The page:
The procedure for creating analysis groups is described in Section 4.7. The surface finish is then
defined in the job file.
Job file usage:
Option
Value
KT_DEF
{'surface-finish/roughness-file-name.kt/ktx', [ ]}
KT_CURVE
63
Specifying directly
If the fatigue test data was measured for a smooth specimen but the component contains a notch, the
user can specify the fatigue notch factor directly if it is already known. By assuming that the material
is fully notch-sensitive (), then . This means that the surface finish factor can be used as
the notch sensitivity factor.
Environment file usage:
Variable
Value
notchFactorEstimation
6.0
Job file usage:
Option
Value
KT_DEF
KT_CURVE
[ ]
NOTCH_CONSTANT
1.0
Figure 4.8: Fatigue results generated by testing plain and V-notched cylindrical specimens of S690 steel under
rotating bending [17]
64
Take Figure 4.8 as an example. This data was obtained by Susmel [17], and shows the S-N curves for a
notched and a smooth specimen. Using the data at the endurance limit (two million cycles), the value
of is estimated to be 
  at  probability of survival. For a load ratio of ,
a cycle with a stress amplitude of  will produce the same life on a smooth specimen as a
cycle with a stress amplitude of  on the notched specimen.
This can be verified in Quick Fatigue Tool by defining the smooth specimen material data with the
following S-N data points:






The two definitions below should result in a fatigue life of two million cycles. The Uniaxial Stress-Life
algorithm is used for both definitions. For the second definition, the notch sensitivity is used as the
fatigue notch factor estimation method.
Definition A
Job file usage:
Option
Value
HISTORY
[309.1, -309.1]
KT_DEF
1.0
NOTCH_CONSTANT
[ ]
Definition A
Job file usage:
Option
Value
HISTORY
[172.6, -172.6]
KT_DEF
1.791
NOTCH_CONSTANT
1.0
65
4.4 In-plane residual stress
4.4.1 Overview
Many engineering components exhibit surface residual stresses due to their manufacturing process.
Compressive residual stresses are often introduced by design. However, tensile residual stresses can
accelerate fatigue damage accumulation.
An in-plane residual stress component can be specified directly in the job file.
Job file usage:
Option
Value
RESIDUAL
The stress is assumed to act uniformly in all directions and is added to the mean stress of each cycle.
Unless analysis groups are defined, the residual stress definition is applied to every analysis item in
the model. This behavior is incorrect if the model contains subsurface nodes. If subsurface nodes are
being analysed, the recommended practice is to define a skin on the finite element model and apply
the residual stress to the skin using a separate analysis group.
Job file usage:
Option
Value
GROUP
{'skin-group-file-name.*', 'DEFAULT'}
The procedure for creating analysis groups is described in Section 4.7. The residual stress is then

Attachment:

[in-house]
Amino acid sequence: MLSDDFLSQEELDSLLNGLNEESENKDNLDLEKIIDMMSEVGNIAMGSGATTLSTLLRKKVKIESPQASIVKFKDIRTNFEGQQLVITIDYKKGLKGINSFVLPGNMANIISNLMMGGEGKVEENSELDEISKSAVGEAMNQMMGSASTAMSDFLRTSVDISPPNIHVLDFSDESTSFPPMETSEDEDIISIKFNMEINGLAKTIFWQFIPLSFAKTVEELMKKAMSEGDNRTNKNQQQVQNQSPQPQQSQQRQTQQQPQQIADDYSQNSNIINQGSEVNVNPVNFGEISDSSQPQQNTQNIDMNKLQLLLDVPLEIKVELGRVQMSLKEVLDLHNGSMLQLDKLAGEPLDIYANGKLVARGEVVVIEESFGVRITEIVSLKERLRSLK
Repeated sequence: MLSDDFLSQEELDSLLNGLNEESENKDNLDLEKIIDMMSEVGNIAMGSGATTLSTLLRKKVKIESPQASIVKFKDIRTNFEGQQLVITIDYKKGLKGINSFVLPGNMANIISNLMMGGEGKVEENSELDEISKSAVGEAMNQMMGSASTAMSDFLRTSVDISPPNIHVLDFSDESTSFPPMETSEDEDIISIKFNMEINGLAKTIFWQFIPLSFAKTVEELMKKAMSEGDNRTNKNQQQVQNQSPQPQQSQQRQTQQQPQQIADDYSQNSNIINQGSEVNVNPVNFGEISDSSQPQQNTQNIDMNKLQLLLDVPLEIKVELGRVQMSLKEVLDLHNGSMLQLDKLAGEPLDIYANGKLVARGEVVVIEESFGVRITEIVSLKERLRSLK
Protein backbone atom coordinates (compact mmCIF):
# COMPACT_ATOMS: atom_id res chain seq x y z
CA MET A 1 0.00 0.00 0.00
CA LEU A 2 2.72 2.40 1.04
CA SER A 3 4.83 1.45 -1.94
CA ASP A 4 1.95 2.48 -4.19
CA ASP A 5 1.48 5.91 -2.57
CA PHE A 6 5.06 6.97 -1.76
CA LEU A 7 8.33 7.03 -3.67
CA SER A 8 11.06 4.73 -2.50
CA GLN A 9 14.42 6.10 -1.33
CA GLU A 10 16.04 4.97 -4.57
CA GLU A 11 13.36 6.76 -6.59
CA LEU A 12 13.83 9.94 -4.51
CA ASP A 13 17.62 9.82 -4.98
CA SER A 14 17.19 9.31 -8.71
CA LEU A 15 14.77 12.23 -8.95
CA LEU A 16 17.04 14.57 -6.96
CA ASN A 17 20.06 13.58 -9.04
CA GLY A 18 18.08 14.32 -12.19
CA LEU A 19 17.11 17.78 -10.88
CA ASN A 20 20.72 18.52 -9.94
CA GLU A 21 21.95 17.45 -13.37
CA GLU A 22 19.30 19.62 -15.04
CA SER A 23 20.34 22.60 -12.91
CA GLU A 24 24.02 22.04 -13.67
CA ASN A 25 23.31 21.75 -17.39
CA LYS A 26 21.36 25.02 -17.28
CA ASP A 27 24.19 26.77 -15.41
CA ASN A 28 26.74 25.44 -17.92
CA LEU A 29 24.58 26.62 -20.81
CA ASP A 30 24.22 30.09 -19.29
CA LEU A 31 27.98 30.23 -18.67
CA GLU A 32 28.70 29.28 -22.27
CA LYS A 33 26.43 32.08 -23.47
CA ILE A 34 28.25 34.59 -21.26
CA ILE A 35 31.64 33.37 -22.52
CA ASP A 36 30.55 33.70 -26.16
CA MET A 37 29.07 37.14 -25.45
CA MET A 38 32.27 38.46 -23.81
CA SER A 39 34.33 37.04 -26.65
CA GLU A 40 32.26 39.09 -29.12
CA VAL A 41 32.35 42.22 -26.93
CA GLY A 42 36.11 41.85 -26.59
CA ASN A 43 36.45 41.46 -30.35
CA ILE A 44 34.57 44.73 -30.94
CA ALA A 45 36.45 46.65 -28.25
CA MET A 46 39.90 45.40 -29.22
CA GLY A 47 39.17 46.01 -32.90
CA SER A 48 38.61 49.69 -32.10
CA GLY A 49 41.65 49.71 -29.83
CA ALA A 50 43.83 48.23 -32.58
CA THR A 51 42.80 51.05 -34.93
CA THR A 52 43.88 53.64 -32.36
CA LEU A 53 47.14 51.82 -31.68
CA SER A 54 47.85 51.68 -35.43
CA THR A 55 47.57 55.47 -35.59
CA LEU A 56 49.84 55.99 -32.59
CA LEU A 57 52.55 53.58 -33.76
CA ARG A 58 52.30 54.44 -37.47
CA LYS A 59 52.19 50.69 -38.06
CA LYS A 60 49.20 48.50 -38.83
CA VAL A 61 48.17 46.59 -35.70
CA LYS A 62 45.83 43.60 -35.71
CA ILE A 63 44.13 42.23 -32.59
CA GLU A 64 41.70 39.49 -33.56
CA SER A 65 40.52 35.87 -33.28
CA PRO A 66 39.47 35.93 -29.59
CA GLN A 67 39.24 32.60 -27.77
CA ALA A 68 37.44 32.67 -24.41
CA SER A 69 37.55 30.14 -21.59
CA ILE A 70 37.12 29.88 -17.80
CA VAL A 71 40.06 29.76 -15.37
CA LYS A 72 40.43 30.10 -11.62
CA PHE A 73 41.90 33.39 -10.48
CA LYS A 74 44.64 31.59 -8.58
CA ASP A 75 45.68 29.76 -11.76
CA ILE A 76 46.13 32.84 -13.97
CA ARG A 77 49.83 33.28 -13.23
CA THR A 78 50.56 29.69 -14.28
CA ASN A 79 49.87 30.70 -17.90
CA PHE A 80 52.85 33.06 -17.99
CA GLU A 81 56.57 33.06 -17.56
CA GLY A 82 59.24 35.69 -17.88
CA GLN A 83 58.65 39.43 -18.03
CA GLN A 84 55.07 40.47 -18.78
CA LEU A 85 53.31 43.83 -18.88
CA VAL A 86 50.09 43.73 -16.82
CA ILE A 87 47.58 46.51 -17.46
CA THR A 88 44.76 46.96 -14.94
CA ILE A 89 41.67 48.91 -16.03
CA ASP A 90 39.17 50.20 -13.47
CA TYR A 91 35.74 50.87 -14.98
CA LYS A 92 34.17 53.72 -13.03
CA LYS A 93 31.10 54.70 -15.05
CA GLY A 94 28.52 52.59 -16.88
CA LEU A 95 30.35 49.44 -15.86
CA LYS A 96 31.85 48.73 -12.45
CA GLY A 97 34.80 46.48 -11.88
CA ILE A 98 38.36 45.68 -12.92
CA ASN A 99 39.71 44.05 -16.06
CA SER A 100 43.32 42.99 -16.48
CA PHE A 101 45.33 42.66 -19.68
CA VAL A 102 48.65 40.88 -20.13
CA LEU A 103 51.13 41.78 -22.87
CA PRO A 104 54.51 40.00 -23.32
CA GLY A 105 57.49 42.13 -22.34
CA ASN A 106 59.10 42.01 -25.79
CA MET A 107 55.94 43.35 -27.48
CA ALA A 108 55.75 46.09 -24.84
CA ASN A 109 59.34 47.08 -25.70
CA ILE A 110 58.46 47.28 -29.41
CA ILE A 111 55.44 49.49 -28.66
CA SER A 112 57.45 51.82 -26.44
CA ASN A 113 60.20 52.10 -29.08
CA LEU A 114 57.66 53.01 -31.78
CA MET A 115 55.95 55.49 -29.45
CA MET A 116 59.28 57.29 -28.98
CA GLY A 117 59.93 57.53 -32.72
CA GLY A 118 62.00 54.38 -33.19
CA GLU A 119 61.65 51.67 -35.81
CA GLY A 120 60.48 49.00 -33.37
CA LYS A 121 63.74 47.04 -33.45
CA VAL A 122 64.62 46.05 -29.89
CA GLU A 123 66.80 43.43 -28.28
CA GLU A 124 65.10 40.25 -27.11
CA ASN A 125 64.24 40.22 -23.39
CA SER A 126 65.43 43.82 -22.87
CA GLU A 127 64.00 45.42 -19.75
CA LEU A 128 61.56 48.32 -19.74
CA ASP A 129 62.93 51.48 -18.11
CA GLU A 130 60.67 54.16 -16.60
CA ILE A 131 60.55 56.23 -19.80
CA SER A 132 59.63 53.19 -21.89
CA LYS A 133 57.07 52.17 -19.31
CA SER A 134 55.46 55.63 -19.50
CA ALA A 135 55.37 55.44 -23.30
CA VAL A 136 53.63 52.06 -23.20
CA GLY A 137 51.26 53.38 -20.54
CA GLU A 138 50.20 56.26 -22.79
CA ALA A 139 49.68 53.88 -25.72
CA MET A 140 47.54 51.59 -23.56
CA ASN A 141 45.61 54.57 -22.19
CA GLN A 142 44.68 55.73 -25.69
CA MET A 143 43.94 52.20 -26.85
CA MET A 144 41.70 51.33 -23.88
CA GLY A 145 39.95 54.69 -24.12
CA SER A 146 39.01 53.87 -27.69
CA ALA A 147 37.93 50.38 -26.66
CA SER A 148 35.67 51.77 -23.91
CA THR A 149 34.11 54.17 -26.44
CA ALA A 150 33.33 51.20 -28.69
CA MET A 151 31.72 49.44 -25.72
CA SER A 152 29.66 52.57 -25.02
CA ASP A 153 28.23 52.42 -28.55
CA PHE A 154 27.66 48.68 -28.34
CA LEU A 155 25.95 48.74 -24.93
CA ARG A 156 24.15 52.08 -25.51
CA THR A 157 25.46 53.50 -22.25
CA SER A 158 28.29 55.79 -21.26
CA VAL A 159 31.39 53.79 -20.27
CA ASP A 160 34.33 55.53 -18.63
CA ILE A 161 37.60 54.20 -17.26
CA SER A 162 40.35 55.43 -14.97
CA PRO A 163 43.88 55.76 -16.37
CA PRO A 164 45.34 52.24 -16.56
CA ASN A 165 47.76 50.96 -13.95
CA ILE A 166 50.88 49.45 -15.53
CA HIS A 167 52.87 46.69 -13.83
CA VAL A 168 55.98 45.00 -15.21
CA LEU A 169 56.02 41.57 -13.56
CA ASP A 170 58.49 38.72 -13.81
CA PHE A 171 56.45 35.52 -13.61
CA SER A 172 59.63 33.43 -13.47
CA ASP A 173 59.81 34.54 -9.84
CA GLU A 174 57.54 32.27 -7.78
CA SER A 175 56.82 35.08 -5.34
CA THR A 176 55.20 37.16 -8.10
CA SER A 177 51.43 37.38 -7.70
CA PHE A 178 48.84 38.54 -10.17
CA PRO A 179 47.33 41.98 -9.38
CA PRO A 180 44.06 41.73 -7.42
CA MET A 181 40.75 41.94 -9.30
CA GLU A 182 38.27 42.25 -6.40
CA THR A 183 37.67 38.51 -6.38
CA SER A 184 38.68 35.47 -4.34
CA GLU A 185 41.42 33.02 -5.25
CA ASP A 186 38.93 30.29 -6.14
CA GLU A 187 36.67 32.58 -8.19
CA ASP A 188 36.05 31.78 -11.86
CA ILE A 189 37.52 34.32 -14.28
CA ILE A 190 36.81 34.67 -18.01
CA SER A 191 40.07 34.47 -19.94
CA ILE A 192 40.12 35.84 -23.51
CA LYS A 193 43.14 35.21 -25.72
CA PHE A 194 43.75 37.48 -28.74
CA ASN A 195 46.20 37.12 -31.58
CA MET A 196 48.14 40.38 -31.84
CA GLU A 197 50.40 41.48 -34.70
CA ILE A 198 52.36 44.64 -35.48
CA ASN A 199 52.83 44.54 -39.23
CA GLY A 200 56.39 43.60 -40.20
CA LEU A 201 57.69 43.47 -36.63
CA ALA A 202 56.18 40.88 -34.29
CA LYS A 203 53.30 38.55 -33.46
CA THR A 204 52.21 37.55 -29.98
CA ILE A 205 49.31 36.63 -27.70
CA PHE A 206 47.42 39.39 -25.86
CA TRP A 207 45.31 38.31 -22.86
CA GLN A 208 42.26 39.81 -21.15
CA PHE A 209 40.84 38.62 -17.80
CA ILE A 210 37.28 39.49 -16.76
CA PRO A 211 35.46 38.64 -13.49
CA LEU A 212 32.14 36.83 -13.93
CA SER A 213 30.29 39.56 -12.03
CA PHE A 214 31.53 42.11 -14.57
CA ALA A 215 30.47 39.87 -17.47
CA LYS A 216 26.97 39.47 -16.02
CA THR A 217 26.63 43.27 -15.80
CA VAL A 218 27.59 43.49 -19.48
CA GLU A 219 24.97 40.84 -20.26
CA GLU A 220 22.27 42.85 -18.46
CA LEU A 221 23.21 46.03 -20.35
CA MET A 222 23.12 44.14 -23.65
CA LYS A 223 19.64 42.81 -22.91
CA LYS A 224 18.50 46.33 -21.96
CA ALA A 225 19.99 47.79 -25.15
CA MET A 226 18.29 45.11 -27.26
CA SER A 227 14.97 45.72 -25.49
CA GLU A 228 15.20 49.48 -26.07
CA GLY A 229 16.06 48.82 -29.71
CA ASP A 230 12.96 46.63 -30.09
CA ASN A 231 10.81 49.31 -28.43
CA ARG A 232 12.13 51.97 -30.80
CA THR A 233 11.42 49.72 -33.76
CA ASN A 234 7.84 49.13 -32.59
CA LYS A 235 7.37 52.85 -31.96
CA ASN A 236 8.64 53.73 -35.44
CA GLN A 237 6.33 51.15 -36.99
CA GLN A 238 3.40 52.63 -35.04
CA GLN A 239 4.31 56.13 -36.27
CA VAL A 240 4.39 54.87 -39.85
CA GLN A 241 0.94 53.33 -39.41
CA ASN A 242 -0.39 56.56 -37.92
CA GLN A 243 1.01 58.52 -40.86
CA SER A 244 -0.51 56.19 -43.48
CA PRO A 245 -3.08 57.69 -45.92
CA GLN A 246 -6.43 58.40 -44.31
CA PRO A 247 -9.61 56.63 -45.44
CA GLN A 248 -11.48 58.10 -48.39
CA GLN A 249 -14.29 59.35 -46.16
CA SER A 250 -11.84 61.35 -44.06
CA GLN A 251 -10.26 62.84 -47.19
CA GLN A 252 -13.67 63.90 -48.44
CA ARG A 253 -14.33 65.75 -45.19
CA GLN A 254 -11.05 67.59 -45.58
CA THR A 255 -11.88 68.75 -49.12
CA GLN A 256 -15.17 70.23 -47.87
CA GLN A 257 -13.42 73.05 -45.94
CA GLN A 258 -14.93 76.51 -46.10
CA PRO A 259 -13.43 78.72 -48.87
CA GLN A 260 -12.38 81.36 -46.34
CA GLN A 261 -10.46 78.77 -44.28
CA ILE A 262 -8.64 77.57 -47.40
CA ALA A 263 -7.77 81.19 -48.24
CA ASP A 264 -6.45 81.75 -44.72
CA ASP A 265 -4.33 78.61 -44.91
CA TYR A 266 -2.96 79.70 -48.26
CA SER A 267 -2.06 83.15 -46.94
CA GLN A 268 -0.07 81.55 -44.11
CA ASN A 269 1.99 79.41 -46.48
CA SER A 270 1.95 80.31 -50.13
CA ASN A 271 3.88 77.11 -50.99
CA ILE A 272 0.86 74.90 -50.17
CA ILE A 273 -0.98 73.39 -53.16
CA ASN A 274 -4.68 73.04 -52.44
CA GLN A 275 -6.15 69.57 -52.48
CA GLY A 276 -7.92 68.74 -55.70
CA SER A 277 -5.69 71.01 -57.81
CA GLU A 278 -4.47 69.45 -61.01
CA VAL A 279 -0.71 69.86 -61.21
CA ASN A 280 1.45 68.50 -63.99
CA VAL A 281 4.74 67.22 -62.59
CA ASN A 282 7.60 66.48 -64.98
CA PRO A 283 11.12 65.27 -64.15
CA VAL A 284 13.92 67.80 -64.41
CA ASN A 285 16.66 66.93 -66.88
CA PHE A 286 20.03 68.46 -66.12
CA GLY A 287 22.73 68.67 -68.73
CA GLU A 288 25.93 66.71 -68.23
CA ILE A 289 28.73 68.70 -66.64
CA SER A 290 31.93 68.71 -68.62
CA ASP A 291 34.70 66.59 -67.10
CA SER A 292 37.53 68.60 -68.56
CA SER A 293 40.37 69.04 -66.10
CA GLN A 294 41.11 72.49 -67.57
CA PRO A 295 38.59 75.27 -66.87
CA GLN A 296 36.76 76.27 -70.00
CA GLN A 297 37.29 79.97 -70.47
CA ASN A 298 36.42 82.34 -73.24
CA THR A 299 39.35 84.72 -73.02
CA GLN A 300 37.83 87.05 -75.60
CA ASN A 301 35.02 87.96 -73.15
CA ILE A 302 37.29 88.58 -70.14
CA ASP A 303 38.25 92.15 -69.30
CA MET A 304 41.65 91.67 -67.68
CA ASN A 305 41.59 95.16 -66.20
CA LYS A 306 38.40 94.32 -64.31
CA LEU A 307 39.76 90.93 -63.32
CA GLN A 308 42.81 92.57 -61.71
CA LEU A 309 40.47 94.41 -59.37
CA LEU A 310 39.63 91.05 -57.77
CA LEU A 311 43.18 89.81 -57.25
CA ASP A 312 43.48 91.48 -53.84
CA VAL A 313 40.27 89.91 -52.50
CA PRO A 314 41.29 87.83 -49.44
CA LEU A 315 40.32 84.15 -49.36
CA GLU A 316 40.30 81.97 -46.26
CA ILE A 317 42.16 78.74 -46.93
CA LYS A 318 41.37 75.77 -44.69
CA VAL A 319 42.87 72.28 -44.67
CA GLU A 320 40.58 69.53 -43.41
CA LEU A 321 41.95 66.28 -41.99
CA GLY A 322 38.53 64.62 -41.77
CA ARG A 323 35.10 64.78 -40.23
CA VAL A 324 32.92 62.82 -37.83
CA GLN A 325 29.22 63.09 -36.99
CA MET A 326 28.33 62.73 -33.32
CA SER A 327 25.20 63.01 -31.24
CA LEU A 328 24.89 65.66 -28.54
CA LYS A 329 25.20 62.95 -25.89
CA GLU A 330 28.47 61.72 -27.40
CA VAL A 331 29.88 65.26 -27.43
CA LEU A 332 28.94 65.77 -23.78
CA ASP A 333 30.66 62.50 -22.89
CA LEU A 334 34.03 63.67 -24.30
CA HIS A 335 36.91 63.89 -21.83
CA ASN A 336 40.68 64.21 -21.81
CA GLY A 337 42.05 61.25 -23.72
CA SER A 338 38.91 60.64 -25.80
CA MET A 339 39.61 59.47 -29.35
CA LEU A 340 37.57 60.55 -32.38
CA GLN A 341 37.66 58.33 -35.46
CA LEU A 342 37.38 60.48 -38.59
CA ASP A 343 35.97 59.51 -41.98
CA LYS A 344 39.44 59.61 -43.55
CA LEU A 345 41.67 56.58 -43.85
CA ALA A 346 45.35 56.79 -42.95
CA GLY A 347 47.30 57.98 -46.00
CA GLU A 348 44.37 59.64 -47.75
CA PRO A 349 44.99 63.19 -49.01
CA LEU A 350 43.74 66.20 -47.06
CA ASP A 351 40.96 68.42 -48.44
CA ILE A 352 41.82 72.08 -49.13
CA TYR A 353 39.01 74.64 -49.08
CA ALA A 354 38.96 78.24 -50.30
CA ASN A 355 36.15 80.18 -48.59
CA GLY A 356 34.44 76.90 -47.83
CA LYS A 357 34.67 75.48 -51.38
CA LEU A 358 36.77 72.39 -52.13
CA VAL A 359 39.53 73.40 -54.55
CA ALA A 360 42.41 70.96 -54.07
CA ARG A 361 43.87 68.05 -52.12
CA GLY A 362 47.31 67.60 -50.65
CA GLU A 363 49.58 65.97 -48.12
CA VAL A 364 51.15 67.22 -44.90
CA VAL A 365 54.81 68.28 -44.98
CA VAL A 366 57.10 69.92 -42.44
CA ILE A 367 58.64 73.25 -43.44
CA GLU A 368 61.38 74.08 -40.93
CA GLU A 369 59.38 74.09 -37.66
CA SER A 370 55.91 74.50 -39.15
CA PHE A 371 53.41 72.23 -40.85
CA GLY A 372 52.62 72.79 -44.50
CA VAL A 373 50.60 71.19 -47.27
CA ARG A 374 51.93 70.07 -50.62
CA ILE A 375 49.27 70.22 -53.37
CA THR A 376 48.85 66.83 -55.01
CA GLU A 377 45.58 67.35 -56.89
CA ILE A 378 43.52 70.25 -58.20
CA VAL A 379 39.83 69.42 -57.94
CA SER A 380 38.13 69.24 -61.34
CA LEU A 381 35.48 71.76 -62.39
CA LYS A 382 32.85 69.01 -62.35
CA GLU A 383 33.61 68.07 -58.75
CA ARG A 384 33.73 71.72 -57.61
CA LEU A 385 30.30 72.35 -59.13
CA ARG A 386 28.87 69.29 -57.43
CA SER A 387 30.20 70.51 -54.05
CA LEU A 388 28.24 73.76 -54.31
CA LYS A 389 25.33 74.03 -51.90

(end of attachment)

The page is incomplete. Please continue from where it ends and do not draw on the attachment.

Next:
defined in the job file.
Job file usage:
Option
Value
RESIDUAL
[, 0.0]
Since the residual stress is applied directly to the fatigue cycle and assumes the orientation of the
critical plane, the quantity cannot be visualized with field output. For example, the variable SMAX does
not include the effect of residual stress. Furthermore, the residual stress is not considered by nodal
elimination.
4.4.2 Limitations
Definition of residual stress is not compatible with the BS 7608 algorithm. If residual stress is defined
with Findley’s Method, the stress is added to the cycle during the damage calculation instead of the
mean stress.
66
4.5 Analysis speed control
4.5.1 Pre-processing time histories
Load histories often contain data which does not contribute to fatigue and can have a spurious effect
on the fatigue calculation. Take the signal in Figure 4.9 as an example.
Analysing signals which contain small cycles puts additional computational load on the cycle counting
algorithm and can impact the analysis time significantly, without improving the estimate of the fatigue
damage. Quick Fatigue Tool offers three procedures for removing redundant cycles.
1. Pre-gate load histories
2. Gate tensors
3. Noise reduction
Quick Fatigue Tool assumes that there is no correlation between the phase of the load histories and
the damage parameter on the critical plane. Therefore, the default behavior is to gate the stress
tensors as this is the most reliable method.
Figure 4.9: Noisy test signal
67
Pre-gate load histories
When load history pre-gating is enabled, the load history from each channel is converted into a
separate peak-valley sequence before being combined with the other channels.
Environment file usage:
Variable
Value
gateHistories
{0.0 | 1.0 | 2.0}
historyGate
[, ,, ]
where is the number of loading channels. The gating values are defined as the percentage of the
maximum component in the load history.
Figure 4.10 shows the result of gating the noisy signal with a  gating criterion. The pros and cons
of load history gating are listed below.
Pros:
load history gating is performed once for each loading channel before the start of the analysis,
so it is very fast; and
for simple loadings, load history gating has a similar accuracy to tensor gating.
Cons: